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Getting a credit card under 21

By Leslie McFadden · Bankrate.com
Thursday, August 26, 2010
Posted: 10 am ET

A small myFICO survey of parents with college-age children reveals that while a whopping 82 percent of parents say they've talked to their kids about the importance of credit, nearly half  are uninformed about a restriction in the Credit CARD Act that makes it harder for adults under the age of 21 to get a credit card. The survey was conducted June 29th through July 6th through opt-in e-mails and myFICO.com and had a total of 619 respondents.

Unaware of the law, many students could be surprised when they apply for a credit card on their own and get turned down.

The law prevents issuers from giving a person between the ages of 18 and 21 a credit card without a co-signer or proof of income. The rule has been in place since Feb. 22, 2010, when the largest set of provisions from the Credit Card Accountability, Responsibility and Disclosure Act took effect.

Your child can opt for a student card or a secured credit card, but the same rules apply -- he or she still needs a co-signer who is over 21 and meets the ability-to-pay requirement, or sufficient income to cover the obligation. In the case of student cards, some credit history may be required. If "fair" credit is needed, for example, that would roughly translate to a FICO score in the 620-659 range, according to myFICO.com.

If your child doesn't have a job, you could co-sign for a credit card, or add your child as an authorized user to one of your accounts. Barry Paperno, the consumer operations manager at myFICO, spoke with me about the pros and cons of each option.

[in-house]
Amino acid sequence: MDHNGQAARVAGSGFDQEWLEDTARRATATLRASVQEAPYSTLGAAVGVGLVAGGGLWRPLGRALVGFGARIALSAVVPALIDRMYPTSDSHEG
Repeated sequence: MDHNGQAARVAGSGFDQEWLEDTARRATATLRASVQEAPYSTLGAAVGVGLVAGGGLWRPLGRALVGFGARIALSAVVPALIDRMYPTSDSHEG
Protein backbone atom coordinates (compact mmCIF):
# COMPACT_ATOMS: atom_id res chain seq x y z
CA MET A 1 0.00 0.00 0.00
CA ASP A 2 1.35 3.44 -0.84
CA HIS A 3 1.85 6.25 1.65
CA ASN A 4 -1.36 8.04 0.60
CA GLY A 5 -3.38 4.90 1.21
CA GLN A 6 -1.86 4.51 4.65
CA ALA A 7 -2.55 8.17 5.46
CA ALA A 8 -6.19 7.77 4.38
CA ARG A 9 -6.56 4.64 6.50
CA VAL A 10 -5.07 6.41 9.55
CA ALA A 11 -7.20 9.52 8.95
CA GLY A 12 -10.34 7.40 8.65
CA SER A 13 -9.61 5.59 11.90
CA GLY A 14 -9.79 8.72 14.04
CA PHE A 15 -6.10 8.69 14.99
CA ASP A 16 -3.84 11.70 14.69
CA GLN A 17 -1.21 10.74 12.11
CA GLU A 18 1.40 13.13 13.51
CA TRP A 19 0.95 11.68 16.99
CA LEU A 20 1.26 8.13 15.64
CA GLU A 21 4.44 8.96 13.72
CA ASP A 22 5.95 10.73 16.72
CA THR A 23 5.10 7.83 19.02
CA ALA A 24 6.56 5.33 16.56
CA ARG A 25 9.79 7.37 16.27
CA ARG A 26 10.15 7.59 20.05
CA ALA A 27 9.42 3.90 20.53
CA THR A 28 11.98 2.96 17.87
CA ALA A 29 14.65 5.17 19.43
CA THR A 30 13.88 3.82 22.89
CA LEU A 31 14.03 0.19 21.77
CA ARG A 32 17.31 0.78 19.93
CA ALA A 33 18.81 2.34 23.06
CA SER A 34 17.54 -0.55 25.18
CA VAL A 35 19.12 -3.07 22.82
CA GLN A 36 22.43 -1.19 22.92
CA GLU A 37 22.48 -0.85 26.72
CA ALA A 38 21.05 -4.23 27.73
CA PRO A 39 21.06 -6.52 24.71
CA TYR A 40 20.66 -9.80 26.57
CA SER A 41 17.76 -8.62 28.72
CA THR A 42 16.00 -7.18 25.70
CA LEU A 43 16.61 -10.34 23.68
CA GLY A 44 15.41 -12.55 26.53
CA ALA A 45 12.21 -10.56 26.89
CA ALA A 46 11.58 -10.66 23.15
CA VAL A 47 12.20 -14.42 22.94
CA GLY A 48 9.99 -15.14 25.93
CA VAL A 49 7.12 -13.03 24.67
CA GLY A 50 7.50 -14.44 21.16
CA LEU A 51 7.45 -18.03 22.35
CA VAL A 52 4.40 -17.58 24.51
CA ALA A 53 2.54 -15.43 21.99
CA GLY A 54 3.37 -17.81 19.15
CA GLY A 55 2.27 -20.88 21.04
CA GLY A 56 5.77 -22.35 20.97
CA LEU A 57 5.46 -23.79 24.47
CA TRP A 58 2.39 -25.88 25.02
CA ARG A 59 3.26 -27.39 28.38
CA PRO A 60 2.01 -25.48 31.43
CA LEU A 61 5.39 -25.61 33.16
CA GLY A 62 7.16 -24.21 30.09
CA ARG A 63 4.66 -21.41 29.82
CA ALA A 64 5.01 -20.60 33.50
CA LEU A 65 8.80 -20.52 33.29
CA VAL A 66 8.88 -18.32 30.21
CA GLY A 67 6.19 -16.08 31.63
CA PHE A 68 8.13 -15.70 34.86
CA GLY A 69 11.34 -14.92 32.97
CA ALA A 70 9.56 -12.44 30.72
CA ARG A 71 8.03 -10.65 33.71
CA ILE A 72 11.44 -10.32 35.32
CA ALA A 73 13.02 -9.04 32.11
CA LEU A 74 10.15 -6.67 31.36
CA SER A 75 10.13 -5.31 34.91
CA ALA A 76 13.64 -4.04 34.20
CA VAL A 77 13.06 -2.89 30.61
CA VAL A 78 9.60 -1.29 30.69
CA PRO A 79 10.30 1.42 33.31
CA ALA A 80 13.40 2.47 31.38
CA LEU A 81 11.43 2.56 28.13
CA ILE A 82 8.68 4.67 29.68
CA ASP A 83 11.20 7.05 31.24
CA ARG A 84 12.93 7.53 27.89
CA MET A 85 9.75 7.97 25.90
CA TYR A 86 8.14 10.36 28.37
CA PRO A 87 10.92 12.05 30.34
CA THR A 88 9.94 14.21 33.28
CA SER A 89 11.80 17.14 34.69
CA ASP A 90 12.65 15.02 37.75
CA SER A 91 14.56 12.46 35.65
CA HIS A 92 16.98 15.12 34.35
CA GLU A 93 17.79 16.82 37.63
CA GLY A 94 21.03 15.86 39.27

• Adding an authorized user. Adding your child to your credit card would help him or her establish a credit history. Your child wouldn't be legally responsible for the debt, and you could monitor spending on the card. Some issuers even allow you to set spending limits on secondary cards. Such a spending cap wouldn't show up on the student's credit report, according to Paperno.

Should you miss a payment, a phone call to the card issuer would remedy the damage to your child's credit history. "The student can be removed as an authorized user, either at the student's request or the parent's request, and that can be removed from their credit report and will no longer hurt them," says Paperno. While the account is on the child's credit report, it will be included in calculations of the FICO score.

On the downside, the payment history and card usage would affect the credit score of the parent and child. You would also be legally responsible for charges your child makes.

  • Co-signing with on a credit card. Opening a joint account can be  dangerous for you and your child because you share legal responsibility for any debt incurred. "If it's a high balance and if there's a default on that, the credit card company, and ultimately a collection agency, is going to chase the student as well as the parent for the full balance," says Paperno. If the debt goes unpaid, the student could face further penalties, such as wage garnishment or a judgment on his or her credit report.

You can't simply ask the issuer to remove your child as a joint accountholder, as with authorized users.

For more information about the difference between joint accounts and authorized user accounts, read the Bankrate feature "Sharing credit card accounts."

If you have high school or college-age kids, tell me: Will you help them  get a credit card before they turn 21?

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